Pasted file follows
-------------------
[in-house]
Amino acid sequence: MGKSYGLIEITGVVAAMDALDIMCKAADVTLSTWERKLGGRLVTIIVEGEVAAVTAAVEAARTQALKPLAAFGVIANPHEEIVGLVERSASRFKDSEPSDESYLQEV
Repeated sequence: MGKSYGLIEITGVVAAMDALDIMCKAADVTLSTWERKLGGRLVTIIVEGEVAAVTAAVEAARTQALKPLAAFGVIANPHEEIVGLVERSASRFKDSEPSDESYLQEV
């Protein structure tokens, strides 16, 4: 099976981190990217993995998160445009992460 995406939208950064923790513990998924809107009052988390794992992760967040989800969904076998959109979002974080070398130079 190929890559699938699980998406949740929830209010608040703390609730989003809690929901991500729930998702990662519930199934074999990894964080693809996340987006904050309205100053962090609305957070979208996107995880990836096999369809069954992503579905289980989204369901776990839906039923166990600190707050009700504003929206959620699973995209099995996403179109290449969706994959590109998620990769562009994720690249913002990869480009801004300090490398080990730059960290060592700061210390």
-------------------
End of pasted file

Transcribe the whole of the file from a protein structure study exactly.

[in-house]
Amino acid sequence: MGKSYGLIEITGVVAAMDALDIMCKAADVTLSTWERKLGGRLVTIIVEGEVAAVTAAVEAARTQALKPLAAFGVIANPHEEIVGLVERSASRFKDSEPSDESYLQEV
Repeated sequence: MGKSYGLIEITGVVAAMDALDIMCKAADVTLSTWERKLGGRLVTIIVEGEVAAVTAAVEAARTQALKPLAAFGVIANPHEEIVGLVERSASRFKDSEPSDESYLQEV
């Protein structure tokens, strides 16, 4: 099976981190990217993995998160445009992460 995406939208950064923790513990998924809107009052988390794992992760967040989800969904076998959109979002974080070398130079 190929890559699938699980998406949740929830209010608040703390609730989003809690929901991500729930998702990662519930199934074999990894964080693809996340987006904050309205100053962090609305957070979208996107995880990836096999369809069954992503579905289980989204369901776990839906039923166990600190707050009700504003929206959620699973995209099995996403179109290449969706994959590109998620990769562009994720690249913002990869480009801004300090490398080990730059960290060592700061210390």